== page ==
This is my first post here. I have an aftermarket backup sensor that needs to be disabled when I back a trailer. I want to be able to push a button to disable it, but have it be automatically re-enabled when the ignition is cycled. Right now the buzzer is powered by the reverse tail light, but I want the disable device to be controlled by the ignition. Reason being is when I've got a trailer, I may put it in R and D many times (cycling power to the unit), but I'll want the system to be silent until the next time I start the vehicle. So whatever controls it controls the power is NC until I press the button to open the circuit, but then it goes closed when ignition is OFF (or off then on).

I looked for a simple NC latching relay, but it doesn't seem to exist. All latching relays I found required a signal to toggle them between open and closed. The push button will give it the signal to open, but how can I give it a momentary signal to close once the ignition cuts off?

I suppose I can also use a timer relay, but I am hoping to do it the way I described.

  • \$\begingroup\$ Might be easier to just enable it with Rev. when you need it for simplicity, otherwise you have to keep cycling power when you need it after it is disabled. \$\endgroup\$ Commented May 11, 2021 at 19:51
  • \$\begingroup\$ Is this for a commercial vehicle? Please have a look at this before you decide that it's a good idea to disable the backup alarm. ksbw.com/article/… \$\endgroup\$ Commented May 11, 2021 at 19:54
  • \$\begingroup\$ It's a backup sensor alarm to alert me that I'm about to hit something. It's not a backup siren to alert people that I'm backing up. It's so I know how close I am to whatever I'm backing up to. \$\endgroup\$
    – idoseadoo
    Commented May 11, 2021 at 20:14
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    \$\begingroup\$ Ok, I see the issue. The sensor is falsing on the trailer. In that case, if there are backup lights on the trailer, sense current going into them and use that to disable the alarm. If you have a spare pin on the trailer receptacle connector, feed back the reverse lamp voltage from the trailer plug, then use that to open up the relay that powers the alarm. \$\endgroup\$ Commented May 11, 2021 at 21:38
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    \$\begingroup\$ Does this answer your question? 1 pulse toggle with simple non programmable electronics You can use an NC contact for your sensor instead of an NO contact. \$\endgroup\$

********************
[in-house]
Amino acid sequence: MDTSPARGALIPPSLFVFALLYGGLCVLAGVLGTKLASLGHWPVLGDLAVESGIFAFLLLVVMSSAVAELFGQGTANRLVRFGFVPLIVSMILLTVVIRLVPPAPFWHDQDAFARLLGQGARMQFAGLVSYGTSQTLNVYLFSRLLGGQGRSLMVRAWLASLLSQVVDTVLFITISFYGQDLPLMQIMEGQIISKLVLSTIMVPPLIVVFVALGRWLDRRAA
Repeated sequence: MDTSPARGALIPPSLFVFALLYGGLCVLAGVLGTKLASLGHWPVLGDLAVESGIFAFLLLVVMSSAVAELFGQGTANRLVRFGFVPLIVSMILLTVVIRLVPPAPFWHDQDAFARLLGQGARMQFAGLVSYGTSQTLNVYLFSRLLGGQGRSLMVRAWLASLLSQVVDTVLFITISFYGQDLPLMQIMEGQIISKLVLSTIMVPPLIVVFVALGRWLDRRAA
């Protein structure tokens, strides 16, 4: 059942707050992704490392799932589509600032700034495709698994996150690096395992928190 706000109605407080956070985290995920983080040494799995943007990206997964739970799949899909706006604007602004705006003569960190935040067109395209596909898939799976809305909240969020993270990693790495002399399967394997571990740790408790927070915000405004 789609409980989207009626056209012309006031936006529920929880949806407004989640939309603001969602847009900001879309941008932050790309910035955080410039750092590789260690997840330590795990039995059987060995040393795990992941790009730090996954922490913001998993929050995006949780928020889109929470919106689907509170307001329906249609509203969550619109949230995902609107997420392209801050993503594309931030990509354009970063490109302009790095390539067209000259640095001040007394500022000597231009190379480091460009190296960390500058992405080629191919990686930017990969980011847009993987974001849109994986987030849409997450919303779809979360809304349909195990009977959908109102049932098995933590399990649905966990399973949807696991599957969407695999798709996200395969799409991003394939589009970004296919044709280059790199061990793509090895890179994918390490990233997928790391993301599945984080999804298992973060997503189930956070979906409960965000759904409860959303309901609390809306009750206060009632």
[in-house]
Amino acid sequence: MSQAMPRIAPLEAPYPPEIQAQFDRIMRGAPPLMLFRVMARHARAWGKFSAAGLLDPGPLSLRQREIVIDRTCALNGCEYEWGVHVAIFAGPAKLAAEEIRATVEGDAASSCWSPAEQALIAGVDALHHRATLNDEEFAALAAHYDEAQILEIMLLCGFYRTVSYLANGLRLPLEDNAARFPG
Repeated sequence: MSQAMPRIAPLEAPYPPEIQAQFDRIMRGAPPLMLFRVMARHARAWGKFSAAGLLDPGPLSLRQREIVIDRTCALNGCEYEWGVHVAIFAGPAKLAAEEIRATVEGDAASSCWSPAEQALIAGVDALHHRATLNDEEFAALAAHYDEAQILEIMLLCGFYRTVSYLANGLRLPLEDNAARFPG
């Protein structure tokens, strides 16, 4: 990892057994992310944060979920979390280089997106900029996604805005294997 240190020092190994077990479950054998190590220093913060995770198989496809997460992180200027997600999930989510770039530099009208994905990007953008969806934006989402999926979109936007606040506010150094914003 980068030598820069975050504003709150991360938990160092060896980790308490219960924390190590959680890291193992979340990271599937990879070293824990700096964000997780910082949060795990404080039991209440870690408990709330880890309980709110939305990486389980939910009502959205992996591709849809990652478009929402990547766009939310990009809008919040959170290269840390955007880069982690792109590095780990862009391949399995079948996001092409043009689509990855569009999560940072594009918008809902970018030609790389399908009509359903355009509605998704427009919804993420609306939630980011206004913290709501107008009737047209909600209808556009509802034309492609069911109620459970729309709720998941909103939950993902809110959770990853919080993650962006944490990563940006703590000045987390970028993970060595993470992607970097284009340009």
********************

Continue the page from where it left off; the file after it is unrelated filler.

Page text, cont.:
– Dave Tweed
    Commented May 12, 2021 at 1:35

2 Answers 2



simulate this circuit – Schematic created using CircuitLab

Probably easiest to use a SPDT relay with the NC contact for your sensor and the NO contact wired back into the relay coil. D1 depends on your coil rating, the 4148 is just the standard one the schematic editor puts in. V1 is an ignition controlled supply that can handle your sensor.

Edit: if it's important that the sensor only have power if you are in reverse, use a DPDT relay and hook up the reverse light and sensor to the other pole.

  • \$\begingroup\$ Yes, the Reveres Light has to be on for the sensor to be on. From my understanding, the DPDT is two separate relays in one body. How is that different from just having two relays? Can you show me a diagram? Also, do you know if they use these in cars? It's quick and cheap for me to pull one from the local scrap yard. \$\endgroup\$
    – idoseadoo
    Commented May 11, 2021 at 20:12
  • \$\begingroup\$ I've edited the schematic to show how to hook up a DPDT relay in that configuration. DPDT is two electrically independent SPDT contact sets that are switched by a single coil. I cannot speak to whether or not you'd be able to pull one but they're not too expensive to buy new ($10-15). \$\endgroup\$
    – vir
    Commented May 11, 2021 at 21:41

The issue you're having is the backup alarm falsing on the trailer. So let's assume that the alarm is useless in that case, so we'll disable it when reverse is engaged. But we only want to do that when the trailer is connected.

Ok, so I came up with a solution.

This circuit is installed entirely at the rear of the vehicle, near the sensor itself.

  • With no trailer plugged in, the sensor works as normal, activating with the backup lamp wire.
  • With the trailer plugged in, the sensor is disabled even when in reverse.

Benefits: wiring is all local to the hitch receptacle and sensor. Nothing to remember, works automatically, no button to install, no chance of forgetting to reset the ‘mute alarm’ once you disconnect the trailer.

Here's the circuit (simulate it here):

enter image description here

How it works:

  • With no trailer plugged in and reverse engaged, the trailer reverse lamp isn’t detected, transistor never turns on and the relay is off. Power goes through the relay NC contacts to the alarm sensor as normal when reverse is on.
  • With the trailer plugged in and reverse engaged, reverse lamp is detected, transistor turns on and energizes the relay, opening the relay contacts and cutting power to the alarm sensor.

The diodes are 1N4004 type, and the transistor is a PNP, like 2N3906 or similar (very common.)

The 3 diodes in parallel can safely supply up to 3A to the lamp (36W.) Add more diodes if the load is more than that.

Bonus: You could do something fancy and add a second sensor to your trailer (assuming the sensor is wireless.) When plugged in, the vehicle sensor is off and trailer sensor is on.


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